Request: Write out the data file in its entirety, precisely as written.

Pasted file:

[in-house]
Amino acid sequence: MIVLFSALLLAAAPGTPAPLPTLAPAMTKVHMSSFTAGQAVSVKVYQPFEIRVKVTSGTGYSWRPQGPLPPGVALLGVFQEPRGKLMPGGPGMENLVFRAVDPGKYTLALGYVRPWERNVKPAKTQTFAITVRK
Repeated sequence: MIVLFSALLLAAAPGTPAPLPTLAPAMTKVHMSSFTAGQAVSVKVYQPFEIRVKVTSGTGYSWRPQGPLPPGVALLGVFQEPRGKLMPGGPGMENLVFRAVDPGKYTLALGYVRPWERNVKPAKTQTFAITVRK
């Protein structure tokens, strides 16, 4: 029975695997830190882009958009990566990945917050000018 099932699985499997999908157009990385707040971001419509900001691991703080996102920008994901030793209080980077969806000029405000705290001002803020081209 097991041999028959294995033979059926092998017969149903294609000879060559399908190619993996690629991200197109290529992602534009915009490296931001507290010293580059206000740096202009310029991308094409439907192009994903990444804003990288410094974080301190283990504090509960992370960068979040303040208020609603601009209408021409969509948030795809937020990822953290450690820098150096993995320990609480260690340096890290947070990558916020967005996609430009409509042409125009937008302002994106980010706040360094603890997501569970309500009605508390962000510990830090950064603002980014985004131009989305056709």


[in-house]
Amino acid sequence: MIVLFSALLLAAAPGTPAPLPTLAPAMTKVHMSSFTAGQAVSVKVYQPFEIRVKVTSGTGYSWRPQGPLPPGVALLGVFQEPRGKLMPGGPGMENLVFRAVDPGKYTLALGYVRPWERNVKPAKTQTFAITVRK
Repeated sequence: MIVLFSALLLAAAPGTPAPLPTLAPAMTKVHMSSFTAGQAVSVKVYQPFEIRVKVTSGTGYSWRPQGPLPPGVALLGVFQEPRGKLMPGGPGMENLVFRAVDPGKYTLALGYVRPWERNVKPAKTQTFAITVRK
């Protein structure tokens, strides 16, 4: 029975695997830190882009958009990566990945917050000018 099932699985499997999908157009990385707040971001419509900001691991703080996102920008994901030793209080980077969806000029405000705290001002803020081209 097991041999028959294995033979059926092998017969149903294609000879060559399908190619993996690629991200197109290529992602534009915009490296931001507290010293580059206000740096202009310029991308094409439907192009994903990444804003990288410094974080301190283990504090509960992370960068979040303040208020609603601009209408021409969509948030795809937020990822953290450690820098150096993995320990609480260690340096890290947070990558916020967005996609430009409509042409125009937008302002994106980010706040360094603890997501569970309500009605508390962000510990830090950064603002980014985004131009989305056709």